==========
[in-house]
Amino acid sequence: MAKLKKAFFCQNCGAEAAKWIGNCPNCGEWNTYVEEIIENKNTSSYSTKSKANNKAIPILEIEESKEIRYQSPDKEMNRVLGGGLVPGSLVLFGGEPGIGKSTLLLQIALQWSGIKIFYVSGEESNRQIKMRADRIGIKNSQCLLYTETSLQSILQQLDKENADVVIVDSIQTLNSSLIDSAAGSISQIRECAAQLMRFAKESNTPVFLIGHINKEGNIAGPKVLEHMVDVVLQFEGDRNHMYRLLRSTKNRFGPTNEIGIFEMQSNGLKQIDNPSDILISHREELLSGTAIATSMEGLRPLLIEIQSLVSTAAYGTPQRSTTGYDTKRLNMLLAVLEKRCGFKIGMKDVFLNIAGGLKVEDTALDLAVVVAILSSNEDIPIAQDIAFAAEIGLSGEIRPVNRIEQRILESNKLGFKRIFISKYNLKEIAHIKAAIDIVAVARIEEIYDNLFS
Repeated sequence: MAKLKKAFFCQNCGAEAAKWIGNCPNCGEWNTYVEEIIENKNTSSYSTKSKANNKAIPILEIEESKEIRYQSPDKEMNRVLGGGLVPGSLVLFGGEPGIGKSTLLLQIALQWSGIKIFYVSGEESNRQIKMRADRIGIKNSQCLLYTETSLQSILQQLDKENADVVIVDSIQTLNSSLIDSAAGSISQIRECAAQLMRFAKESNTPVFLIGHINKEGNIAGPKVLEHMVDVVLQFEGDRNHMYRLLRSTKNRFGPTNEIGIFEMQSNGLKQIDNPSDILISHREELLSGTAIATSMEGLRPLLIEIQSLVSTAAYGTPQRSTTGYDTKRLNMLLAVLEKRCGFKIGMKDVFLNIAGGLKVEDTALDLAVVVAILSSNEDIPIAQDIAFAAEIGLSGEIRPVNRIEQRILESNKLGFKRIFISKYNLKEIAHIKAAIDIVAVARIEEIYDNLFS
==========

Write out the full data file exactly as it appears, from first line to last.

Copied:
[in-house]
Amino acid sequence: MAKLKKAFFCQNCGAEAAKWIGNCPNCGEWNTYVEEIIENKNTSSYSTKSKANNKAIPILEIEESKEIRYQSPDKEMNRVLGGGLVPGSLVLFGGEPGIGKSTLLLQIALQWSGIKIFYVSGEESNRQIKMRADRIGIKNSQCLLYTETSLQSILQQLDKENADVVIVDSIQTLNSSLIDSAAGSISQIRECAAQLMRFAKESNTPVFLIGHINKEGNIAGPKVLEHMVDVVLQFEGDRNHMYRLLRSTKNRFGPTNEIGIFEMQSNGLKQIDNPSDILISHREELLSGTAIATSMEGLRPLLIEIQSLVSTAAYGTPQRSTTGYDTKRLNMLLAVLEKRCGFKIGMKDVFLNIAGGLKVEDTALDLAVVVAILSSNEDIPIAQDIAFAAEIGLSGEIRPVNRIEQRILESNKLGFKRIFISKYNLKEIAHIKAAIDIVAVARIEEIYDNLFS
Repeated sequence: MAKLKKAFFCQNCGAEAAKWIGNCPNCGEWNTYVEEIIENKNTSSYSTKSKANNKAIPILEIEESKEIRYQSPDKEMNRVLGGGLVPGSLVLFGGEPGIGKSTLLLQIALQWSGIKIFYVSGEESNRQIKMRADRIGIKNSQCLLYTETSLQSILQQLDKENADVVIVDSIQTLNSSLIDSAAGSISQIRECAAQLMRFAKESNTPVFLIGHINKEGNIAGPKVLEHMVDVVLQFEGDRNHMYRLLRSTKNRFGPTNEIGIFEMQSNGLKQIDNPSDILISHREELLSGTAIATSMEGLRPLLIEIQSLVSTAAYGTPQRSTTGYDTKRLNMLLAVLEKRCGFKIGMKDVFLNIAGGLKVEDTALDLAVVVAILSSNEDIPIAQDIAFAAEIGLSGEIRPVNRIEQRILESNKLGFKRIFISKYNLKEIAHIKAAIDIVAVARIEEIYDNLFS